Roll out the red carpet and chill the champagne! A truly minor annual moment has arrived: the Madeleine Award for the use of symbol, stunt, prop, gesture or jest in international affairs. This’ll be the fifth judging ceremony for this prize, named after Madeleine Albright in honour of her penchant for sending diplomatic messages via the brooches on her lapel.
The former US Secretary of State and Ambassador to the UN wore a golden brooch of a coiled snake to talk to the Iraqis, crabs and turtle brooches to symbolise the slow pace of Middle East talks, a huge wasp to needle Yasser Arafat, and a sun pin to support South Korea’s sunshine policy. Her favourite mistake was wearing a monkey brooch to a meeting with Vladimir Putin that caused the then Russian President to go ape.
To show what’s at stake with this little-sort award, here’s the honour roll of previous winners:
- 2009: an island nation holding a cabinet meeting beneath the waves as a climate change stunt;
- 2010: a brilliant bluff by a US diplomat that helped clinch a peace deal;
- 2011: the extraordinary Franco-German double act at the heart of the Euro crisis; and
- 2012: the use of small bears in international relations—hundreds of teddy bears parachuting into Minsk to call for free speech in Belarus, and Australia handing out hundreds of chocolate bears at the UN General Assembly as a sweet way to win the vote for a seat on the Security Council.
The list of ‘worthy’ winners demonstrates how the award draws inspiration from the Madeleine Albright approach to international affairs: ever serious about serious things, but always sharp and unafraid to veer toward the slap that has a touch of slapstick.
To illustrate this spirit, we reach for a piece from The Economist a couple of years ago, at the pointy end of a review of a book on the history of internationalism:
On the sidelines of the recent Democratic National Convention that nominated Barack Obama to seek a second term, one symposium saw a clutch of American grandees take questions from invited foreign politicians. A man from Bahrain asked about the Arab spring. A woman from the Afghan parliament voiced fears about democracy in her homeland. Then came a more querulous intervention. A Belgian member of the European Parliament demanded to know why the European Union had not yet been mentioned. From the stage, Madeleine Albright, a former secretary of state, suggested that the world was waiting for Europe to pull its weight. The room erupted in scornful applause, delighted by the put-down.
Gone are the days when representatives of transnational clubs such as the EU enjoyed special regard in foreign-policy circles, simply by embodying a form of governance that rose above the selfishness of the nation state.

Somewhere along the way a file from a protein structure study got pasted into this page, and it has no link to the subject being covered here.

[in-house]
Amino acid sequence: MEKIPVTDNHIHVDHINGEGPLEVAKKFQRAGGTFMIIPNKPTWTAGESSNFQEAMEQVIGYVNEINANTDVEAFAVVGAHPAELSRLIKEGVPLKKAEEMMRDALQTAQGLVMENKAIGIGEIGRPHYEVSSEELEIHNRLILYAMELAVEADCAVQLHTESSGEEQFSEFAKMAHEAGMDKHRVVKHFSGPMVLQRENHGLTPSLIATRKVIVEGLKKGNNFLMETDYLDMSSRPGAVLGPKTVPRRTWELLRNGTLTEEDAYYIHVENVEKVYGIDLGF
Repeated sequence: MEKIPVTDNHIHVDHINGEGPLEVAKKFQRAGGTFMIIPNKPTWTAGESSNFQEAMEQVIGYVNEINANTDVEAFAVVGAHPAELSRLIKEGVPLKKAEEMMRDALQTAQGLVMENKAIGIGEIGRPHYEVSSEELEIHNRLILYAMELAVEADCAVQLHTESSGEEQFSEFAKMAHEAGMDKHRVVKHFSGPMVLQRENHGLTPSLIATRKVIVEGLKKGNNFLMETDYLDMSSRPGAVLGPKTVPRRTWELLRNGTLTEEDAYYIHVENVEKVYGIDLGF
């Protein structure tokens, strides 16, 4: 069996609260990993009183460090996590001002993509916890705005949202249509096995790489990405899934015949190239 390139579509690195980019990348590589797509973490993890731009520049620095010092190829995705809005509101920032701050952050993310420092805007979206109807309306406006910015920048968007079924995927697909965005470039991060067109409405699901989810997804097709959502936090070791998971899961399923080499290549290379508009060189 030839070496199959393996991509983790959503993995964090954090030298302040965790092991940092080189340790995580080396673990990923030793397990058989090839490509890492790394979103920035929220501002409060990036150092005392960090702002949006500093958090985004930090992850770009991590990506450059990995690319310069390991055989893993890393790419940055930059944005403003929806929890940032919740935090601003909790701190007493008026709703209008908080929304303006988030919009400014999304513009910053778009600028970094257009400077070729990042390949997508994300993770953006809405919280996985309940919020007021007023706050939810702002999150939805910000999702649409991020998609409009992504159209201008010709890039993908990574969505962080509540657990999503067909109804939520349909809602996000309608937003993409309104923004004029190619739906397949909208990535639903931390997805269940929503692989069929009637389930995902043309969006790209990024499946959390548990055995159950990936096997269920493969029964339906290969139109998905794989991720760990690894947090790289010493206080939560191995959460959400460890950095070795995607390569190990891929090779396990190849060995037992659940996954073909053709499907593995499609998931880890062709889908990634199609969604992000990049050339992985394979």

And there speaks the Madeleine spirit: serious stuff can be illuminated by light moments and big points can sometimes be sharpened by slipping in the slapstick.
In the way of Awards, the minor prizes proliferate. This year, the first honour is the OOPS!, celebrating an OOPS!-I-wish-I-hadn’t-said-that inadvertent blunder. A certain amount of Oz provincial pride has marked this award over the years:
- Australia’s Foreign Minister getting his KMT and Communist history a little mixed during a China visit;
- Oz protocol translating Vaclav Havel’s request to see some Oz rock as a reference to The Rock; and
- NSW Police giving a code name to an Obama state visit that was immediately vetoed by the US Embassy on the grounds that it was a slang term for an African-American who wouldn’t work.
This year we continue the Oz flavour in awarding the OOPS! Step forward Prime Minister Tony Abbott for that wonderful moment in the election campaign when he meant to avow that he was not the repository of all wisdom. Unfortunately—or fortunately for the OOPS! —what actually emerged from the leader’s lips was: ‘the suppository of all wisdom!’
We can only concur with ABC’s Insiders that this was the prize oddball moment in Oz politics of 2013.
The Abbott quote is worthy of a full run:
No one, no matter how smart, no matter how well educated, no matter however experienced, is the suppository of all wisdom.
This is Madeleine-winning wisdom.
The next prize for pictures or images has a more complicated moniker: the Diana Directive on the Utility and Force of Photographs. The title comes via Tony Blair who cited the Princess of Wales: ‘As Diana used to say, the picture is what counts.’
Many a minder or advance person has made or sunk a career on that simple bit of advice—the picture defines the story. (Politicians in trouble, avoid Exit signs and stand in front of the flag.) Blair’s biography recounts Diana’s understanding, both emotional and analytical, of the demands of the media age:
I had a conversation with her once about the utility and force of photographs and how they could be best used, which showed a mind that was not only intuitive but also had a really good process of reasoning. She had the thing totally worked out. Occasionally she would phone and say such-and-such a picture was rubbish or what could be done better, and though not, as I say, at all party political, she had a complete sense of what we were trying to achieve and why. I always used to say to Alastair [Blair’s PR supremo]: if she were ever in politics, even Clinton would have to watch out.
One moment of Diana Directive delight was this investigation of the whether Bill Gates’ handshake technique was offensive or just weird, even for a nerd billionaire.
When pondering the Directive, it’s striking how often Obama has been in the frame in previous years. This year he again dominates. The ‘selfie’ of Obama and the British PM with the Danish PM at the Mandela funeral was a notable effort, but the layers of meaning are either too ephemeral or too dense for the judges to unravel.
Graeme Dobell is the ASPI journalism fellow. Image courtesy of Twitter user @TonyAbbottMHR.